1) Mild (GCS score 14-15) Response To painful stimulus Localized pain 5
2) Moderate (GCS score 9-13) Flexion-withdrawal 4
Flexion-abnormal 3
3) Severe (GCS score 3-8) Extension 2
No response 1
Best Verbal Oriented and converses 5
Response Disoriented and converses 4
Inappropriate words 3
Incomprehensible sounds 2
No response 1
Skull • Vault •Open / closed
Fracture •Avulsed

•With/without CSF leakage

• Basilar
•With/without nerve palsy
Intracranial •Diffuse •Concussion
lesions •Contusion
•Diffuse axonal injury

•Epidural Hemorrhage
•Focal •Subdural Hemorrhage
•Intracerebral Hemorrhage
•Subarachnoid Hemorrhage

SIGN, 2009

Pemeriksaan umum untuk menyingkirkan cedera sistemik

Pemeriksaan neurologis terbatas

rontgen vertebra servikal

Pemeriksaan urin ( alkohol, zat toksik)

Pemeriksaan CT Scan kepala merupakan indikasi bila memenuhi kriteria kecurigaan perlunya
tindakan bedah saraf sangat tinggi
 Sakit kepala berat atau muntah2
 Riwayat penurunan kesadaran, rinorea, otorea, amnesia
 CT scan abnormal, fraktur skull
 Intoksikasi alkohol/ obat
 Cedera penyerta bermakna
 Tidak ada yang mengawasi di rumah
 Letak rumah jauh dari RS
 The significance of skull fracture should not be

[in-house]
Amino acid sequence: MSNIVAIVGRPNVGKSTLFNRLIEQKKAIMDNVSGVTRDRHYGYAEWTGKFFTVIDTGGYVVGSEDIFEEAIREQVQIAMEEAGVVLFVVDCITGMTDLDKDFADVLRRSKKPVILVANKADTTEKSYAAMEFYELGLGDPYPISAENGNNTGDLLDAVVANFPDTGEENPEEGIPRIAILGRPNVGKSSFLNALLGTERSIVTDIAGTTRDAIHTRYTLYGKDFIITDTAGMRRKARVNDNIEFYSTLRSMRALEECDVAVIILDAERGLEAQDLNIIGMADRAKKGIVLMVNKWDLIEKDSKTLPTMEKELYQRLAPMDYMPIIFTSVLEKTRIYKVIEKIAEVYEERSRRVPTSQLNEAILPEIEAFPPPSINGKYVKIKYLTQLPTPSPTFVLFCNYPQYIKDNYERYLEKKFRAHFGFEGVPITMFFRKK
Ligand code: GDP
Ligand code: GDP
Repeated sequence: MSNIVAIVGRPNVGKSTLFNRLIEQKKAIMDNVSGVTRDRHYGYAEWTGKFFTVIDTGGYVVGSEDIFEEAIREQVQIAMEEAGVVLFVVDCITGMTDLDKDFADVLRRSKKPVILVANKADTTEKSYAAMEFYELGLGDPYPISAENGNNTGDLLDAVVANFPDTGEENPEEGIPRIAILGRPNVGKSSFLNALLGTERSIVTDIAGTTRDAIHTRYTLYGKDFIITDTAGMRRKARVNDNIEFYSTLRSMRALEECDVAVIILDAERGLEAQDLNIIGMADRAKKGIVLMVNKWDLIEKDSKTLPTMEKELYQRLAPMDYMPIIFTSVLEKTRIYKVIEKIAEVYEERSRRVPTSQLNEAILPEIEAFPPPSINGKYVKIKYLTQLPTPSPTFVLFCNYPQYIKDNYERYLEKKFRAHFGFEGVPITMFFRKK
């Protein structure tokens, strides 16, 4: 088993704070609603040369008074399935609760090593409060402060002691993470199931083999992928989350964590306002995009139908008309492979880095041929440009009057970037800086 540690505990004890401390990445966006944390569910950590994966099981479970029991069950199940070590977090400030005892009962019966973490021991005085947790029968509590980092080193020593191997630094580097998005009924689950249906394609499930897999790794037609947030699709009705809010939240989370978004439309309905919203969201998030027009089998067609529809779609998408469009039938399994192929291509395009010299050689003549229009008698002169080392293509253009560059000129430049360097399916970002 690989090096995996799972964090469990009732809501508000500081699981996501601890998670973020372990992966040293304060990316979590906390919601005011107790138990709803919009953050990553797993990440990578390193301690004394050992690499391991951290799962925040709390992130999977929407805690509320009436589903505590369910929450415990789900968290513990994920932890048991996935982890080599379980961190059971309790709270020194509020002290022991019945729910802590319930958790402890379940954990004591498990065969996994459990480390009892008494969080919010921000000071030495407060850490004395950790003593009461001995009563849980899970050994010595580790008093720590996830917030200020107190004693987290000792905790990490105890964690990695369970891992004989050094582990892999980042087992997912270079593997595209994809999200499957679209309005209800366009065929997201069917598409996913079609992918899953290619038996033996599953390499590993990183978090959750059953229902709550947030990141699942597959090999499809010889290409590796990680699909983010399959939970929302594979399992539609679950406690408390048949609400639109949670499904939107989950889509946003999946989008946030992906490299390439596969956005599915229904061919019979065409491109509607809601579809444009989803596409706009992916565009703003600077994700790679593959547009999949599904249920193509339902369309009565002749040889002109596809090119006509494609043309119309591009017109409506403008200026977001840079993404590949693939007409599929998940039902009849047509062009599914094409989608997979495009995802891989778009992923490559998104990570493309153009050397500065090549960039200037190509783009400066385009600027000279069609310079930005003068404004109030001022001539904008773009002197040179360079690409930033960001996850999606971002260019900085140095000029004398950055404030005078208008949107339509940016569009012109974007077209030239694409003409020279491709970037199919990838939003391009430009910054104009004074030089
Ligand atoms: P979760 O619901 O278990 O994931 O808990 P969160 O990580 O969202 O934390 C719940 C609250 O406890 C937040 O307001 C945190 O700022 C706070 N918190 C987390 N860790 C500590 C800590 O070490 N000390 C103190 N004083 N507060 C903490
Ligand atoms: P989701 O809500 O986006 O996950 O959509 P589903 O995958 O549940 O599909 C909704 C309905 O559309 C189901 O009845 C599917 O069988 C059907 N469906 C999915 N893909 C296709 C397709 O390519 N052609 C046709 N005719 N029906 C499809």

underestimated since it takes considerable force to
fracture the skull.
 linear vault fracture increase the risk of an intracranial
hemorrhage by about 400 times in a conscious patient and
by 20 in comatose patient.
 Depressed skull fracture more than the thickness of the
skull require surgical elevation
 Open or compound skull fracture require early surgical
 Basal skull fractures usually require CT
scan with bone window
 Clinical signs of basal skull fracture
 Periorbital ecchymosis (Raccoon eye)
 Local trauma or not?
 Retroauricular ecchymosis (Battle’s sign)
 CSF leakage (rhinorrhea, otorrhea)
 Halo Sign, litmus paper, β-transferrin
 7th nerve palsy
 Skull X-Ray is useful


•Basilar  cannot be seen

 CT scan is useful
 Bone window


 Linear fractures, diastatic fractures:
 High probability of intracranial lesion: epidural hemorrhage

 Depressed skull fractures:

 Less than 1 table (bone thickness)
 Elective surgical elevation
 More than 1 table (bone thickness)
 Open fracture: surgical debridement, craniectomy
 Closed fracture: surgical elevation, elective unless symptomatic

 Basilar skull fractures: